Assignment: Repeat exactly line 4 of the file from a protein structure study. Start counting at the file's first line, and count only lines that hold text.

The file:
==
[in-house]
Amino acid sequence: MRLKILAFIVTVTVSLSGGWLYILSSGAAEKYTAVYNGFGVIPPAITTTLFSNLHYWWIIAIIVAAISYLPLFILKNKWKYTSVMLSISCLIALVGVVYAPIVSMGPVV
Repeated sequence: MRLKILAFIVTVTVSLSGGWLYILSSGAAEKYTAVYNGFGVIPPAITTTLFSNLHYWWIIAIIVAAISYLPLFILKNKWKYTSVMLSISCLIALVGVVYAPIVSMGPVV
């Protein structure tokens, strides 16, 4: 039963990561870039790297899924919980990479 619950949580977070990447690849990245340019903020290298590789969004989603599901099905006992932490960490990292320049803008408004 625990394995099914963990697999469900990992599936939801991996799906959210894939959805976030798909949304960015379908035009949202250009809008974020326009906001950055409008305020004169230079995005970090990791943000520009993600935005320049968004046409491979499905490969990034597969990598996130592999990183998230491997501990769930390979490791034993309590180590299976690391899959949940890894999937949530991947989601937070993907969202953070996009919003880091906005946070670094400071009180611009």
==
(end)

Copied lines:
């Protein structure tokens, strides 16, 4: 039963990561870039790297899924919980990479 619950949580977070990447690849990245340019903020290298590789969004989603599901099905006992932490960490990292320049803008408004 625990394995099914963990697999469900990992599936939801991996799906959210894939959805976030798909949304960015379908035009949202250009809008974020326009906001950055409008305020004169230079995005970090990791943000520009993600935005320049968004046409491979499905490969990034597969990598996130592999990183998230491997501990769930390979490791034993309590180590299976690391899959949940890894999937949530991947989601937070993907969202953070996009919003880091906005946070670094400071009180611009």